Damarwulan is a Javanese legendary hero who appears in a cycle of stories used in the performance of wayang klitik, as well as Langendriya (female dance-opera) and ketoprak (popular theater). These stories tell of the struggles between the Majapahit and Blambangan kingdoms, in which Damarwulan gains honor. The stories are especially popular in East Java.
The Damarwulan legend is associated with the Majapahit court at the time of the queen Suhita, at which time there was a war with Blambangan. However, the names of the characters Damar Wulan ("radiance of the moon") and Menak Jingga ("red knight") suggest that it may incorporate elements of an older sun-moon myth. It is uncertain when the story was first recorded and by whom.
The richly illustrated Serat Damar Wulan manuscript at the British Library (MSS.Jav.89) was donated to the Library in 1815. It is thought to date to the late 18th century, and "begins with the accession of the daughter of Brawijaya (Kusuma Kancana Wungu) to the throne of Majapahit."
- Prabu Kenya, also known as Queen Kencanawungu, the maiden queen regnant of Majapahit
- Patih Lohgender, her prime minister
- Layang Seta and Layang Kumitir, the prime minister's twin sons
- Dewi Anjasmara, the prime minister's daughter
- Damarwulan, the prime minister's nephew, raised away from court by his grandfather
- Menak Jingga, the King of Blambangan, a vassal of Majapahit
- Dewi Wahita and Dewi Puyengan, princesses held captive by Menak Jingga as concubines
- Sabdapalon and Nayagenggong, Damarwulan's servants
Damarwulan is a prince by birth, a nephew of the prime minister, Patih Lohgender, but was raised in the hermitage of his grandfather. Following his grandfather's advice, he goes to the Majapahit court seeking worldly experiences and employment. His cousins, the arrogant Layang Seta and Layang Kumitir, the prime minister's sons, mistreat him when he arrives. Patih Lohgender, not wanting him to compete with his own sons, assigns him as grass-cutter and stableboy to attends Lohgender's horses. Though he is stripped of his fine garments and works as a humble servant in stable, Damarwulan still looks strikingly handsome. The rumors of a handsome stableboy eventually reach Anjasmara, the prime minister's daughter. She seeks him out secretly and they fall in love and are clandestinely married. One night, Anjasmara's brothers overhear voices in her chamber. They break in to find Damarwulan in Anjasmara's chamber, and try to kill him, but he is able to overcome them. They flee to their father, who orders that Damarwulan be executed. Anjasmara pleas for her lover, and he doesn't execute Damarwulan, but imprisons the pair.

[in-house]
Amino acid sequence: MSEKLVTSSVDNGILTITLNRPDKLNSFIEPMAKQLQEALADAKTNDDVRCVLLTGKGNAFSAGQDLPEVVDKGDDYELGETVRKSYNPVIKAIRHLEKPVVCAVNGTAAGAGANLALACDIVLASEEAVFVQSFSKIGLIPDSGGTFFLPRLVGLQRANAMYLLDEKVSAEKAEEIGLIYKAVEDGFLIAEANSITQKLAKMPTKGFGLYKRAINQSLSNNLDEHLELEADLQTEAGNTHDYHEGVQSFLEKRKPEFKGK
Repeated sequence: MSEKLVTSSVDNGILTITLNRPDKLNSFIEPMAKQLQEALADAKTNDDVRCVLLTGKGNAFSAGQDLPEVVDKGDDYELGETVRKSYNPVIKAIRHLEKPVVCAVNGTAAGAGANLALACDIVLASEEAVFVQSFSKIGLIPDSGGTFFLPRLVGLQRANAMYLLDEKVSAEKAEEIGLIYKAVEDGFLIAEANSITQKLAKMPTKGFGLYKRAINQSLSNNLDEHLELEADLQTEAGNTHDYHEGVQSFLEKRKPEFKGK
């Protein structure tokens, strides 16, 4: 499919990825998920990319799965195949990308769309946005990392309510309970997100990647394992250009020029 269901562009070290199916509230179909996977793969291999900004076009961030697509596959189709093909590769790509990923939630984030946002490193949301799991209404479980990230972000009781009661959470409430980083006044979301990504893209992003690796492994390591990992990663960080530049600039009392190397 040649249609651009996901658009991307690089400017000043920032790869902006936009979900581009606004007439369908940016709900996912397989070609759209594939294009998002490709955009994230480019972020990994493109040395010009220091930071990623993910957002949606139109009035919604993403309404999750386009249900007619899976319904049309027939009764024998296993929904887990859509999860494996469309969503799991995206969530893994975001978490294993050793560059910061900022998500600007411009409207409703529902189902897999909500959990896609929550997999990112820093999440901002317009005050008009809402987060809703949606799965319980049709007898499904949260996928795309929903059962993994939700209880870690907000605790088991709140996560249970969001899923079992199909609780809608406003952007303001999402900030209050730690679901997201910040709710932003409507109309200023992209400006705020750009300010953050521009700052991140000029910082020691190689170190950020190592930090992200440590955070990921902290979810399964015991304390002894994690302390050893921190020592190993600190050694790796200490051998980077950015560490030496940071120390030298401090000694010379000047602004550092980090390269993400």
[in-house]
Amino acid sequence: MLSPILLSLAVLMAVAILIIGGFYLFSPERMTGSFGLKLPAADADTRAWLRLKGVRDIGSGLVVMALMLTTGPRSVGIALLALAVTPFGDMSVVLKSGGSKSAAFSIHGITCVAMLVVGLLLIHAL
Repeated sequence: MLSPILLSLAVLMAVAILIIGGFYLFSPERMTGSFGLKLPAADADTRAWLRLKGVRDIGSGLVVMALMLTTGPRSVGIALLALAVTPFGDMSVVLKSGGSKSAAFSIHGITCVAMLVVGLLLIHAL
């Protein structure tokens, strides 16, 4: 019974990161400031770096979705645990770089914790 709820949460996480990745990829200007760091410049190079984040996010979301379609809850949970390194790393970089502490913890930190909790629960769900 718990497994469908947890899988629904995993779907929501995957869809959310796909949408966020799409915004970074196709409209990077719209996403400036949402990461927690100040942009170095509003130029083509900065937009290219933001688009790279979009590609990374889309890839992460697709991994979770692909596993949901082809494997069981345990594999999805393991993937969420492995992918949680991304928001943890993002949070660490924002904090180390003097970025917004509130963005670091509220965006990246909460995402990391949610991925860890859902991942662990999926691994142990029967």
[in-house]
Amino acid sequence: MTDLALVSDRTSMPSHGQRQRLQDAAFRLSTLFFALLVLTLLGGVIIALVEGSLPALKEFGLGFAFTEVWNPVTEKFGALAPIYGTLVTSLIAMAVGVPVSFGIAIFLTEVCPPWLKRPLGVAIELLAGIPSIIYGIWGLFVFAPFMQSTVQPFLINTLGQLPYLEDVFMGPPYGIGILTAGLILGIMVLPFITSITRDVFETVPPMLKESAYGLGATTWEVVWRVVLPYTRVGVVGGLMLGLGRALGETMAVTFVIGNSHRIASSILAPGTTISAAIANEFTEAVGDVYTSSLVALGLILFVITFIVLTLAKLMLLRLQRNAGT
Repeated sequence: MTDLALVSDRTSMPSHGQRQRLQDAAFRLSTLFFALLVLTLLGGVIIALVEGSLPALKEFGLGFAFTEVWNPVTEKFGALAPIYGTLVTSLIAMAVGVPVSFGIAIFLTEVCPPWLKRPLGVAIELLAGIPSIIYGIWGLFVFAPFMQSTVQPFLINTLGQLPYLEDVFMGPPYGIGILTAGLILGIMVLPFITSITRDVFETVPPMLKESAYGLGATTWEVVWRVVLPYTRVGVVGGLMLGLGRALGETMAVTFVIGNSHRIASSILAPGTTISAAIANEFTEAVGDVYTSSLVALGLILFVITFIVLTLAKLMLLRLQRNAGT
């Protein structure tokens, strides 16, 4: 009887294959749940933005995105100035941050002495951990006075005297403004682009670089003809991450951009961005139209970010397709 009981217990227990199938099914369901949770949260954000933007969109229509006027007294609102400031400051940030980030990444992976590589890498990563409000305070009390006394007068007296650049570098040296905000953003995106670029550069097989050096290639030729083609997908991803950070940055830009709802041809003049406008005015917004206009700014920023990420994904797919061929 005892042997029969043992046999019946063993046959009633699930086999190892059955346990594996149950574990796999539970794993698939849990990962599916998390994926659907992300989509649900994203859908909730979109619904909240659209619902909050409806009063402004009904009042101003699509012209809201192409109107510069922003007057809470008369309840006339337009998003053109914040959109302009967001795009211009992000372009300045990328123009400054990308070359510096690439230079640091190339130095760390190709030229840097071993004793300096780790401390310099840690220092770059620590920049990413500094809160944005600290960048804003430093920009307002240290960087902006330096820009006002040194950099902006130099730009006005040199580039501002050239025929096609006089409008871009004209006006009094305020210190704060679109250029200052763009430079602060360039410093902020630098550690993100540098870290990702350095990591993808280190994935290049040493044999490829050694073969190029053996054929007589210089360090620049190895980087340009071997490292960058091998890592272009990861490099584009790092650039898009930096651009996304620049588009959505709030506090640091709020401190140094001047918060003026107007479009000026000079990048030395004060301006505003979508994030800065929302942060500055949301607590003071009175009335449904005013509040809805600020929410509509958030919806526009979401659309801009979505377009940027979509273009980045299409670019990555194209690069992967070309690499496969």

Meanwhile, Menak Jingga, the king of Blambangan has written a letter to the Queen Kencanawungu asking for her hand. When the queen rejects him, he declares war on the Majapahit kingdom. He is successful in dispatching Majapahit's allies, and finally the kingdom is threatened by his forces directly. In distress, the queen announces that whoever kills Menak Jingga and brings her his head can have her hand. Worried when no saviors present themselves, she has a divine revelation that a young knight named Damarwulan can overcome him. She orders Patih Lohgender to release him from jail and send him forth on his mission.
Damarwulan, accompanied by his servants, makes his way to Blambangan. Arriving at night, he sneaks into the gardens and manages to overhear a conversation at the pavilion between two resentful captive princesses, Dewi Wahita and Dewi Puyengan, that forced to be the concubine of Menak Jingga. Damarwulan enters the pavilion and confides in them, enamoured by his charm and good looks, they fell in love and become devoted to him. At this time, Menak Jingga decides to visit the princesses, and discovers Damarwulan. They fight, but Damarwulan is unable to hurt Menak Jingga, and severely wounded, appears to die. Menak Jingga leaves, ordering his servants to guard the body. However, when they fall asleep the two princesses carry him away, nurture him, and explain to the secret of Menak Jingga's magic invulnerability, a club of yellow iron kept behind his headrest. If the king is hit on his left temple with this club, he will die. Risking their lives for the sake of their lover, the princesses manage to steal the club while the Menak Jingga is asleep. A second battle between Menak Jingga and Damarwulan follows, in which Damarwulan manages to behead the king. Successful, he returns to Majapahit, but the prime minister's twin sons ambush him outside the palace, killing him and presenting Menak Jingga's head to the queen. However, Damarwulan was not died yet, a hermit rescues and revives Damarwulan. Finally the queen learns what happened to Damarwulan. In a final battle, Damarwulan defeats his cousins. Damarwulan is crowned as the King of Majapahit, and is permitted to retain Anjasmara as his other wife, also Dewi Wahita and Dewi Puyengan as his concubines.
- Holt, 276.
- Letter of Damar Wulan, (MSS.Jav.89). British Library, via the World Digital Library.
- Claire Holt. Art in Indonesia: Continuities and Change. Ithaca: Cornell UP, 1967.
- Yoe Djin Lim. The story of Damar-Wulan the most popular legend of Indonesia Semarang: Lim Yoe Siang. OCLC: 24973772